By Jack Dignan
The Marvel Cinematic Universe is ever-expanding, each new film attempting to broaden out the story to new lengths. It all started with 2008's Iron Man, a simple tale of a man using his genius to survive. Over the years, we were introduced to gods, war heroes, talking trees and an abundance of different planets, and yet, with Doctor Strange, the universe expands once again. This time, it expands further than ever before, stretching the limits of our imagination and showcasing just how little we've actually explored of this oh-so-glorious universe, and it seems that Marvel undeniably have another hit on their hands.
We follow the story of the arrogant, but somewhat charming neurosurgeon, Doctor Stephen Strange (Benedict Cumberbatch), who thinks of himself before he thinks of others. When speeding one rainy night, Doctor Strange finds himself in a car accident, sliding off the road and getting himself seriously injured. Despite many attempts at recovery, including getting the assistance of his occasional lover and co-worker Christine Palmer (Rachel McAdams), nothing seems to be able to fix his injuries, and any chance of returning to his career as a neurosurgeon seems to be lost. But there is hope, and it comes in the form of The Ancient One (Tilda Swinton), who teaches Doctor Strange a form of mystical arts that he can use to protect the greater good, and his newly acquired skills may come in handy when an old pupil of hers, Kaecilius (Mads Mikkelsen) returns, now having turned to evil.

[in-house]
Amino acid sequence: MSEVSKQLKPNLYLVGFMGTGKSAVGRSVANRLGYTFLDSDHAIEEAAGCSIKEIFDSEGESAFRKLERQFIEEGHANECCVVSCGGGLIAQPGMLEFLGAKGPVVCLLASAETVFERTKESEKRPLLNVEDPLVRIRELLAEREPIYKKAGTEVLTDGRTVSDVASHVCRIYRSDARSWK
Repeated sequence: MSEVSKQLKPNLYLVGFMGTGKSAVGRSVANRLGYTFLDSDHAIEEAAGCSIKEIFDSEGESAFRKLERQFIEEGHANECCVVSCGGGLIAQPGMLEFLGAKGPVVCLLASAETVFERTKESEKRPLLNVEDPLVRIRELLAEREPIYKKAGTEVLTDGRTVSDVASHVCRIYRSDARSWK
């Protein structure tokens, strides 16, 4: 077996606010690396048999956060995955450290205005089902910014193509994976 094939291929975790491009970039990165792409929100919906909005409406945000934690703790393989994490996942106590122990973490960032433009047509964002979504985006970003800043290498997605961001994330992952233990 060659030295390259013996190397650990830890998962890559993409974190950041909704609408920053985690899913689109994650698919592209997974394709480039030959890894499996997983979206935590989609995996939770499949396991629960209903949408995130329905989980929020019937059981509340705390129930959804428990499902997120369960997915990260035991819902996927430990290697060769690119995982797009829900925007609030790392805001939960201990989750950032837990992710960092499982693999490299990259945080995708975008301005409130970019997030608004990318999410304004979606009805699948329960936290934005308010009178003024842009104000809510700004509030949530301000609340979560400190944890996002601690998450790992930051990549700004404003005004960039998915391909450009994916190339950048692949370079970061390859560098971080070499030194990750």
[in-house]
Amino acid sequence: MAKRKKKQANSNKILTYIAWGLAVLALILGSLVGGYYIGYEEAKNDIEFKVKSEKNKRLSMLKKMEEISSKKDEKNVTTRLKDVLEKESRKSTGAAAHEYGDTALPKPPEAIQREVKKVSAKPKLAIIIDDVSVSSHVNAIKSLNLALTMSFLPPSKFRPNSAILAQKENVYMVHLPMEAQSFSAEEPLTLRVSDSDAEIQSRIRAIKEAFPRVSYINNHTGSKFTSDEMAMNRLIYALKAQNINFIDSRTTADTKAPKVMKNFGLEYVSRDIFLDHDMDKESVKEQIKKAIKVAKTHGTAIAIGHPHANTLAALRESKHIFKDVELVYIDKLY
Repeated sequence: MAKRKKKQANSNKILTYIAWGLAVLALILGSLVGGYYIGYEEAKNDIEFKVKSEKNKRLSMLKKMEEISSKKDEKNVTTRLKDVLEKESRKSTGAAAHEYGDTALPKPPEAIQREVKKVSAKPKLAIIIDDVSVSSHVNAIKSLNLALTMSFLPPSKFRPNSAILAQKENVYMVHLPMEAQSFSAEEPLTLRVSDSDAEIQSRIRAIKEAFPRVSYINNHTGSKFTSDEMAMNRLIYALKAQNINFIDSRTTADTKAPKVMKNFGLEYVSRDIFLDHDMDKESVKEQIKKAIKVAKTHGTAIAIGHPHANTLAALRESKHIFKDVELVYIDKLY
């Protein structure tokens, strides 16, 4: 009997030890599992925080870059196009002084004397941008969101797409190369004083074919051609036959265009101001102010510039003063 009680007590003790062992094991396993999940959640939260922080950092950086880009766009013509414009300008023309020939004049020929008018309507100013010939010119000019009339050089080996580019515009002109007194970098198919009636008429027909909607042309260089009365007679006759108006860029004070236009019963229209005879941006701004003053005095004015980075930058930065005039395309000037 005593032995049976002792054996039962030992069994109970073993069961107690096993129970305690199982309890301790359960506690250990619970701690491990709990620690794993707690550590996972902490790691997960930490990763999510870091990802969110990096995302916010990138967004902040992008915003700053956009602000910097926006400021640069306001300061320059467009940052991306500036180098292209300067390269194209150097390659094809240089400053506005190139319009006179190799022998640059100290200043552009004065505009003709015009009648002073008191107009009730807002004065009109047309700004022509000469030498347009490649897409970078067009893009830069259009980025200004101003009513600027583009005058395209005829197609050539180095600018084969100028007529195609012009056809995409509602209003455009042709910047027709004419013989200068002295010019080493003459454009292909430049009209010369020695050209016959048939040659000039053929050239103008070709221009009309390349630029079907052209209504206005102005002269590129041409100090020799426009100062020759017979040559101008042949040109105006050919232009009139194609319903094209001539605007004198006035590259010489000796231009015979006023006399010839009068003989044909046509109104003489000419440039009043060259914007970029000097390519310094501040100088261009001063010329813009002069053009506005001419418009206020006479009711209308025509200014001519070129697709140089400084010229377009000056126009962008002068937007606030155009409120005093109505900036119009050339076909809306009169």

While it does put into use the much-expected structure Marvel seem to follow with every one of their films, Doctor Strange is a welcomed breath of fresh air to the superhero genre. It combines together trippy visuals with an engaging and action packed storyline, and makes for a rather entertaining trip into the multiverse. It's full of big ideas, and all of the ideas are certainly brought to life in this fantasy epic that brings an awful lot to the table. It's not only a solid introduction to the character of Doctor Strange, but it opens up this franchise to an infinite number of possibilities in the future.
As a comic book reader, I was already well aware of who Doctor Strange is as a character, and I was most certainly a fan, and like with all of their titular heroes (and ones who are oh so deserving of their own solo movie), Marvel do him justice, and Benedict Cumberbatch proves to be the perfect choice for the role. He's arrogant, self obsessed, and, as it's pointed out to him, lacking a spine, metaphorically speaking. But he's not unlikeable. With a photographic memory and great skill as a neurosurgeon, I was happy to see the guy work, and the early hospital scenes have a fun little rhythm to them that makes watching surgery upbeat and fun.